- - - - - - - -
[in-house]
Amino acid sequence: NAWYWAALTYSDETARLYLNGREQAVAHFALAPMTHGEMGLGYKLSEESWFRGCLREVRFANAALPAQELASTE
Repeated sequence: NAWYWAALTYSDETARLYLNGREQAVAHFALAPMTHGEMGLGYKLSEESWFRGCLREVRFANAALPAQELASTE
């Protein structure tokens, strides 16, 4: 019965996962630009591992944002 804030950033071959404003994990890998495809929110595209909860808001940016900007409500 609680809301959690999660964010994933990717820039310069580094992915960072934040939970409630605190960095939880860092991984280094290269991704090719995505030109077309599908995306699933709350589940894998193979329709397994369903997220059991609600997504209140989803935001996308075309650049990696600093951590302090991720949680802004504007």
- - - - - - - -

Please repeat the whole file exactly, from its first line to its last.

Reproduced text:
[in-house]
Amino acid sequence: NAWYWAALTYSDETARLYLNGREQAVAHFALAPMTHGEMGLGYKLSEESWFRGCLREVRFANAALPAQELASTE
Repeated sequence: NAWYWAALTYSDETARLYLNGREQAVAHFALAPMTHGEMGLGYKLSEESWFRGCLREVRFANAALPAQELASTE
């Protein structure tokens, strides 16, 4: 019965996962630009591992944002 804030950033071959404003994990890998495809929110595209909860808001940016900007409500 609680809301959690999660964010994933990717820039310069580094992915960072934040939970409630605190960095939880860092991984280094290269991704090719995505030109077309599908995306699933709350589940894998193979329709397994369903997220059991609600997504209140989803935001996308075309650049990696600093951590302090991720949680802004504007």